A regional economic center: migrants and refugees in medieval Crete (13th-14th c.)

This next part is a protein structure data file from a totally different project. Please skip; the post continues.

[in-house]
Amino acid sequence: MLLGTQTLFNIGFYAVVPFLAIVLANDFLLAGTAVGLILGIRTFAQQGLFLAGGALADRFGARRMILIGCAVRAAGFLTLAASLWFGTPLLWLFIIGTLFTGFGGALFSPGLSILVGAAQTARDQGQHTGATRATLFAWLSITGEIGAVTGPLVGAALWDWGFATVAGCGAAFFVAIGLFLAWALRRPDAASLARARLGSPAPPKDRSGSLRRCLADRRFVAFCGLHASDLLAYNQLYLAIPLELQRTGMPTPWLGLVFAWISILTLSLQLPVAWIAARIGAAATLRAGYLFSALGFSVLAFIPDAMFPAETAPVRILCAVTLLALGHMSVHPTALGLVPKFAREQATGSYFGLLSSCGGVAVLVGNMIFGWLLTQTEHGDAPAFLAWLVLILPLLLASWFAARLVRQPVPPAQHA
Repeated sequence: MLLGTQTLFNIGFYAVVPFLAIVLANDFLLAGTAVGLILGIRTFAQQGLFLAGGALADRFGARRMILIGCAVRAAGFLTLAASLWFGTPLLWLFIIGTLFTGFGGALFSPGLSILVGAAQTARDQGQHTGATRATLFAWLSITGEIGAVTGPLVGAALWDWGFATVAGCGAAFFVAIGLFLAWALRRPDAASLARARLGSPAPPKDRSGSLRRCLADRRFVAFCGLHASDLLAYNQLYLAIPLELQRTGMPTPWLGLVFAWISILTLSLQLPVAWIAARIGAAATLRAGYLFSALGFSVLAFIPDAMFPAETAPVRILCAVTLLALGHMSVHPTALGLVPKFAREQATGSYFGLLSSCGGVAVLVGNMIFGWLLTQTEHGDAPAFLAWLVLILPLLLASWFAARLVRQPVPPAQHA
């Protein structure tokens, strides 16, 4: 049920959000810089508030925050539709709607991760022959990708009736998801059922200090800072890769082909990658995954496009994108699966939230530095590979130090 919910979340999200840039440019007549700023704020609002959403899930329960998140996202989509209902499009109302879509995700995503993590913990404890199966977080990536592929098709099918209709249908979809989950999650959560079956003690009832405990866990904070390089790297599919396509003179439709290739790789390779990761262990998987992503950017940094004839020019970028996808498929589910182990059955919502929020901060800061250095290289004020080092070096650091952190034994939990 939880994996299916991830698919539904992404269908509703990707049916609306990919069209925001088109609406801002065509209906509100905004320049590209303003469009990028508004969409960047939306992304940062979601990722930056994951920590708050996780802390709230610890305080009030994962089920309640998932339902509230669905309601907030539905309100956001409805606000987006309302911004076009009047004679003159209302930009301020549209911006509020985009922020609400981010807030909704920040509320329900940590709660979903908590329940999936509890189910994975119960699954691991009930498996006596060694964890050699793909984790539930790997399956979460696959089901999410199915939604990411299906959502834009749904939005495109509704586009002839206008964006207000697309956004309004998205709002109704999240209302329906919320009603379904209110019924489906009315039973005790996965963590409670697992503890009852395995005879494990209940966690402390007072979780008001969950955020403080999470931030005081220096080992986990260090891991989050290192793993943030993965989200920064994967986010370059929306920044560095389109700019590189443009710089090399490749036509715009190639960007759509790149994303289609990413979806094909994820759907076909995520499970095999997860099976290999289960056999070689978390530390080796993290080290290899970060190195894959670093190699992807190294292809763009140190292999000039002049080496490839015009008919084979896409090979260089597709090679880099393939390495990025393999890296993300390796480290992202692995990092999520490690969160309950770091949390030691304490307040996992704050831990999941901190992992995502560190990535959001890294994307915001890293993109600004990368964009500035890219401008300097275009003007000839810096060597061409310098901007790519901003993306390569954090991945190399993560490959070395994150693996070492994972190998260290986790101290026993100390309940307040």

After its conquest by the Venetians in the first decades of the 13th century, Crete was repositioned on the political and economic map of the Eastern Mediterranean. That new economic and political environment as well as the size of the island contributed to the emergence of Crete as a regional economic center for a wide area that covered much of Greece and other more remote areas. As an economic center, which could absorb labor in both agricultural and urban economic activities, mainly in the trade and shipping sector, it attracted a significant number of economic migrants from different regions for both permanent and temporary settlement. On the other hand, the small and organized refugee flows to Crete, due to the 14th-century conflicts, also strengthened the Cretan economy by settling in the countryside and the cities of the island. Venice was undoubtedly favourable to the flow of migrants and refugees to the island, as demographic problems were resolved and the labor force was reinforced for further economic growth. The migrants to Crete, either in groups or individually, came from different regions of the eastern Mediterranean, from various social and economic strata, and possessed a variety of ethnic characteristics, despite the dominance of the Greek and Venetian elements. Migration, albeit to a lesser extent, is also observed from Crete to other Venetian possessions or to the city of Venice, as well as to areas outside the Venetian territory.